Alcohol distribution price increase unfair

By Lauren Kelly

Recently, wholesale liquor distribution companies implemented a price increase on alcoholic beverages, coinciding with the latest state tax increase on alcohol that went into effect Sept. 1, making alcohol consumption in Illinois much more expensive. Wholesalers seem to be hiding behind the recent tax hike to cover their additional increases and to avoid public complaints.

According to a Chicago Tribune article published last month, “Voters are primed to blame politicians for almost anything, so piggybacking price hikes on tax increases is a tried-and-true business technique for deflecting consumer ire over rising costs.”

However, Wirtz Beverage Illinois, one of the two major wholesale companies in Illinois, insists they won’t profit from the price increase, the Tribune reported.

Separately, many beer breweries anno-unced they will be increasing their prices due to a rise in ingredient costs.

Instead of trying to cover the increase by burying it under the tax hike, the wholesalers should have made more of a concerted effort to announce the change. If they aren’t profiting from it, there shouldn’t have been a problem with being open and honest. Raising prices almost immediately after the state tax hike was in poor taste.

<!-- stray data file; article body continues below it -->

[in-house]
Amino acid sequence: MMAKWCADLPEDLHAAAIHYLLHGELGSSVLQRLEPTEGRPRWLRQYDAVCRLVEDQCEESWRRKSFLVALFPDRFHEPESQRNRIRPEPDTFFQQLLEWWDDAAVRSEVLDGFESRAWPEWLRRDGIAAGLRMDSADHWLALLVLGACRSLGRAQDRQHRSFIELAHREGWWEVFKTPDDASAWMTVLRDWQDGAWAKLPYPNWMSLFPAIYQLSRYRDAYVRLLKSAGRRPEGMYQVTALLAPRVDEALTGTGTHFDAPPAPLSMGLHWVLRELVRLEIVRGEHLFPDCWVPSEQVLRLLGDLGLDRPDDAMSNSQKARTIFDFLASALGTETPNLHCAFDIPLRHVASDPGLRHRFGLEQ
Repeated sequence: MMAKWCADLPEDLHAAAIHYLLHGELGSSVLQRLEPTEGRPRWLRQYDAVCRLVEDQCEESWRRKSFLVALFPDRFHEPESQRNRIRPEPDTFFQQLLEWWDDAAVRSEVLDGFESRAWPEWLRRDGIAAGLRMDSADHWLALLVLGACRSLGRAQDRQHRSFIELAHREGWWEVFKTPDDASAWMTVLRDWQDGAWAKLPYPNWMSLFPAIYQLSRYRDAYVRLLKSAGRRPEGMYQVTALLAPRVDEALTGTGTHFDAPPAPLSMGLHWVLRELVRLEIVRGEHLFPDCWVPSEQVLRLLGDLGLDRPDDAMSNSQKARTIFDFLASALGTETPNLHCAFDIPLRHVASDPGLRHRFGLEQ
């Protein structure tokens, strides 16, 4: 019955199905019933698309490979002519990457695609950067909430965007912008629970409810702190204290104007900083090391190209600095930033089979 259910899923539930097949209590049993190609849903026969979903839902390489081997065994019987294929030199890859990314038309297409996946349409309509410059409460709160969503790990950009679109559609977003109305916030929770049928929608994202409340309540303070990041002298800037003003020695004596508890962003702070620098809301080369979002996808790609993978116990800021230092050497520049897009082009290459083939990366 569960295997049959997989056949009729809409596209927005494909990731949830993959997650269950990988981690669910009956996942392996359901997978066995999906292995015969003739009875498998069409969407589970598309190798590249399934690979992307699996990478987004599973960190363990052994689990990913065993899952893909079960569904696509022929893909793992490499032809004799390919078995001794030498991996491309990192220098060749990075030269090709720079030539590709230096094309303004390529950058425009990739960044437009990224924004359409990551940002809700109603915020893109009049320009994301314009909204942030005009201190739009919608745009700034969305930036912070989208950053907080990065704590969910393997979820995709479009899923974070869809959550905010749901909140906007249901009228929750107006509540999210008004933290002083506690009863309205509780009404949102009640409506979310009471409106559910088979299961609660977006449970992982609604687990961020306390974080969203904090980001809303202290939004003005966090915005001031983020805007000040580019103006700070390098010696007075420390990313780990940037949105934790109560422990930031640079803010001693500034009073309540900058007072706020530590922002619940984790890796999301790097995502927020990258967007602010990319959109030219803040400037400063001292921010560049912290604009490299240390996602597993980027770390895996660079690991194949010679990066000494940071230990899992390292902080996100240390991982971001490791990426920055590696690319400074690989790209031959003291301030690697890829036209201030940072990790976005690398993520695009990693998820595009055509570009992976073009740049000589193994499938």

However, raising prices of alcoholic beverages won’t make people stop drinking, especially in an economic recession. Consumers will probably just choose to buy less-expensive brands and drink at home instead of at bars or clubs.

Large companies sell products that pander to human vices, even in the midst of the current economic recession because they know people will never stop buying their products. They know people won’t stop drinking, and historically, alcohol is one of the only businesses that keeps profiting, even in a recession. To keep companies and the state from making billions through unnecessary taxes and price hikes, they need to be clear and honest about where the money is going and how it will be used.

According to the Tribune, Wirtz Beverage Illinois said all of the increases are pass-throughs from suppliers. However, what the increases will actually pay for is unclear. There needs to be more accountability from the liquor wholesalers as to where this money is going and how it will actually be spent.